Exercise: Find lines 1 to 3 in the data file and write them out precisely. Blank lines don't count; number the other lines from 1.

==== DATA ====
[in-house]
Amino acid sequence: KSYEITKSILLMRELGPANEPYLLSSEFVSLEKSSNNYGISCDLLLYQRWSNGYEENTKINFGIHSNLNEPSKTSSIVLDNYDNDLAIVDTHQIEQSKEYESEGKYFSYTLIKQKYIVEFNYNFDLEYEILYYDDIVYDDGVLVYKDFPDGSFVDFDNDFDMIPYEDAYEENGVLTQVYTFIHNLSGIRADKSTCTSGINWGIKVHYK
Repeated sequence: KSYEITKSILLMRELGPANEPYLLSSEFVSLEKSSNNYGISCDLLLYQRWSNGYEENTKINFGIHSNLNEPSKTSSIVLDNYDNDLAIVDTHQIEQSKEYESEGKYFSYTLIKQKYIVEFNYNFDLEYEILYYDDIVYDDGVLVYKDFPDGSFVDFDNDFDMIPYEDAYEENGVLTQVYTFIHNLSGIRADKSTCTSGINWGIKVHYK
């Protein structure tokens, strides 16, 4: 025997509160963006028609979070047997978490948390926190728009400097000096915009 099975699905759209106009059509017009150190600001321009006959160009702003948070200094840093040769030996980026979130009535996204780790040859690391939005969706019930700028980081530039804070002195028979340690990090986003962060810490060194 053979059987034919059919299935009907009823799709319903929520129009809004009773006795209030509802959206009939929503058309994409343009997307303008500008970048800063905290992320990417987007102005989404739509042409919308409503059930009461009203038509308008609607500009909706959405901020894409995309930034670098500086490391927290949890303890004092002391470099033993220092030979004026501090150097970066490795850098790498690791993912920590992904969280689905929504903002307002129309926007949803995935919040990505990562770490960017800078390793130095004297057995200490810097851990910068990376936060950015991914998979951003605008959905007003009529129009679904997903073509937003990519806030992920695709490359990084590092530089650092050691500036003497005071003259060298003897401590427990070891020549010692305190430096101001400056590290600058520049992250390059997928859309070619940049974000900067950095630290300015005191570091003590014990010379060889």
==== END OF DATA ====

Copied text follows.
[in-house]
Amino acid sequence: KSYEITKSILLMRELGPANEPYLLSSEFVSLEKSSNNYGISCDLLLYQRWSNGYEENTKINFGIHSNLNEPSKTSSIVLDNYDNDLAIVDTHQIEQSKEYESEGKYFSYTLIKQKYIVEFNYNFDLEYEILYYDDIVYDDGVLVYKDFPDGSFVDFDNDFDMIPYEDAYEENGVLTQVYTFIHNLSGIRADKSTCTSGINWGIKVHYK
Repeated sequence: KSYEITKSILLMRELGPANEPYLLSSEFVSLEKSSNNYGISCDLLLYQRWSNGYEENTKINFGIHSNLNEPSKTSSIVLDNYDNDLAIVDTHQIEQSKEYESEGKYFSYTLIKQKYIVEFNYNFDLEYEILYYDDIVYDDGVLVYKDFPDGSFVDFDNDFDMIPYEDAYEENGVLTQVYTFIHNLSGIRADKSTCTSGINWGIKVHYK